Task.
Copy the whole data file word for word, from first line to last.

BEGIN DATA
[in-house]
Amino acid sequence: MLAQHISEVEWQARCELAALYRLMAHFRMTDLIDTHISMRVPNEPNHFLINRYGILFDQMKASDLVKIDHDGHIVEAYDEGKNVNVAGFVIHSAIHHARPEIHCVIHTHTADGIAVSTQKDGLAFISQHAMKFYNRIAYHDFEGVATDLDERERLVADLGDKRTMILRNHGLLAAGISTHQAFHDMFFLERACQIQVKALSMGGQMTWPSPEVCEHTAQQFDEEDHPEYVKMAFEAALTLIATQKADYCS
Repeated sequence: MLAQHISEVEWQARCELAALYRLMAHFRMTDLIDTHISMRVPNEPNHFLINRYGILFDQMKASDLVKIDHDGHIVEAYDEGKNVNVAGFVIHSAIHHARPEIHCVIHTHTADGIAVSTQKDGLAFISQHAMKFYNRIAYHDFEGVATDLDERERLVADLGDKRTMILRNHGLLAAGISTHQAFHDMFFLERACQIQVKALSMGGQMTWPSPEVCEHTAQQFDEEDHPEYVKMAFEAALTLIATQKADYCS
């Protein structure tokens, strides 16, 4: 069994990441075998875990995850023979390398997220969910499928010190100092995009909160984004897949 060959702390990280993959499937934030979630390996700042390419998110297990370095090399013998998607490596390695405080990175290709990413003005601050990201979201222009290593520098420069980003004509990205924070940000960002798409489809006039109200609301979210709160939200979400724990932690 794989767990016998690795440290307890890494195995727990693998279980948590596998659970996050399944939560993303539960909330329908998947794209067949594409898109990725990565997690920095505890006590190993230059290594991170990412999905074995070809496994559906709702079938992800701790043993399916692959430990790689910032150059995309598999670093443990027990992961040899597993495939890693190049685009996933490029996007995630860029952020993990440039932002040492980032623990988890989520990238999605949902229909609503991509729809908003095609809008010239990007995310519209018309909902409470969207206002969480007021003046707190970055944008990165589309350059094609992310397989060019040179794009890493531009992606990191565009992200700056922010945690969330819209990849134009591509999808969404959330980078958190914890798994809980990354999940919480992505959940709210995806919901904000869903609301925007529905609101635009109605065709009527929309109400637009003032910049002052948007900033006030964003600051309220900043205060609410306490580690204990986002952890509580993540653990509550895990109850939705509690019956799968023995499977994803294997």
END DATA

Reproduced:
[in-house]
Amino acid sequence: MLAQHISEVEWQARCELAALYRLMAHFRMTDLIDTHISMRVPNEPNHFLINRYGILFDQMKASDLVKIDHDGHIVEAYDEGKNVNVAGFVIHSAIHHARPEIHCVIHTHTADGIAVSTQKDGLAFISQHAMKFYNRIAYHDFEGVATDLDERERLVADLGDKRTMILRNHGLLAAGISTHQAFHDMFFLERACQIQVKALSMGGQMTWPSPEVCEHTAQQFDEEDHPEYVKMAFEAALTLIATQKADYCS
Repeated sequence: MLAQHISEVEWQARCELAALYRLMAHFRMTDLIDTHISMRVPNEPNHFLINRYGILFDQMKASDLVKIDHDGHIVEAYDEGKNVNVAGFVIHSAIHHARPEIHCVIHTHTADGIAVSTQKDGLAFISQHAMKFYNRIAYHDFEGVATDLDERERLVADLGDKRTMILRNHGLLAAGISTHQAFHDMFFLERACQIQVKALSMGGQMTWPSPEVCEHTAQQFDEEDHPEYVKMAFEAALTLIATQKADYCS
């Protein structure tokens, strides 16, 4: 069994990441075998875990995850023979390398997220969910499928010190100092995009909160984004897949 060959702390990280993959499937934030979630390996700042390419998110297990370095090399013998998607490596390695405080990175290709990413003005601050990201979201222009290593520098420069980003004509990205924070940000960002798409489809006039109200609301979210709160939200979400724990932690 794989767990016998690795440290307890890494195995727990693998279980948590596998659970996050399944939560993303539960909330329908998947794209067949594409898109990725990565997690920095505890006590190993230059290594991170990412999905074995070809496994559906709702079938992800701790043993399916692959430990790689910032150059995309598999670093443990027990992961040899597993495939890693190049685009996933490029996007995630860029952020993990440039932002040492980032623990988890989520990238999605949902229909609503991509729809908003095609809008010239990007995310519209018309909902409470969207206002969480007021003046707190970055944008990165589309350059094609992310397989060019040179794009890493531009992606990191565009992200700056922010945690969330819209990849134009591509999808969404959330980078958190914890798994809980990354999940919480992505959940709210995806919901904000869903609301925007529905609101635009109605065709009527929309109400637009003032910049002052948007900033006030964003600051309220900043205060609410306490580690204990986002952890509580993540653990509550895990109850939705509690019956799968023995499977994803294997």